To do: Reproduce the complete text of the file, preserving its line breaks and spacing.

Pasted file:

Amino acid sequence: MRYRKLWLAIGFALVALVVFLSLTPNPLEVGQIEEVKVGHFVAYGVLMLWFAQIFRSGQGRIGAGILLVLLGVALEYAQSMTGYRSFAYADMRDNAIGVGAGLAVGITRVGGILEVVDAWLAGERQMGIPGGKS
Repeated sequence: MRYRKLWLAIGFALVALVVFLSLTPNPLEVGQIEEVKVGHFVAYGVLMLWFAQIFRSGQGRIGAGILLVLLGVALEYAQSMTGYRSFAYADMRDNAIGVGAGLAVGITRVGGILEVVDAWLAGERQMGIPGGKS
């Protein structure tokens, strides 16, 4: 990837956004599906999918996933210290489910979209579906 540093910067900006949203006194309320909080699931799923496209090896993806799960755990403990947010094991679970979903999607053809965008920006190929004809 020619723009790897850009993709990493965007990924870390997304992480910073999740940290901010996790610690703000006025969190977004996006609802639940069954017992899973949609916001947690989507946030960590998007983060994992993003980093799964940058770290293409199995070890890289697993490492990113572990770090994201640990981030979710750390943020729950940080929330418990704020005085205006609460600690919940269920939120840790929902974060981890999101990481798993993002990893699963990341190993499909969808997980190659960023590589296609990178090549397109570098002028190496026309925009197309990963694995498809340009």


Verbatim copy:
Amino acid sequence: MRYRKLWLAIGFALVALVVFLSLTPNPLEVGQIEEVKVGHFVAYGVLMLWFAQIFRSGQGRIGAGILLVLLGVALEYAQSMTGYRSFAYADMRDNAIGVGAGLAVGITRVGGILEVVDAWLAGERQMGIPGGKS
Repeated sequence: MRYRKLWLAIGFALVALVVFLSLTPNPLEVGQIEEVKVGHFVAYGVLMLWFAQIFRSGQGRIGAGILLVLLGVALEYAQSMTGYRSFAYADMRDNAIGVGAGLAVGITRVGGILEVVDAWLAGERQMGIPGGKS
């Protein structure tokens, strides 16, 4: 990837956004599906999918996933210290489910979209579906 540093910067900006949203006194309320909080699931799923496209090896993806799960755990403990947010094991679970979903999607053809965008920006190929004809 020619723009790897850009993709990493965007990924870390997304992480910073999740940290901010996790610690703000006025969190977004996006609802639940069954017992899973949609916001947690989507946030960590998007983060994992993003980093799964940058770290293409199995070890890289697993490492990113572990770090994201640990981030979710750390943020729950940080929330418990704020005085205006609460600690919940269920939120840790929902974060981890999101990481798993993002990893699963990341190993499909969808997980190659960023590589296609990178090549397109570098002028190496026309925009197309990963694995498809340009």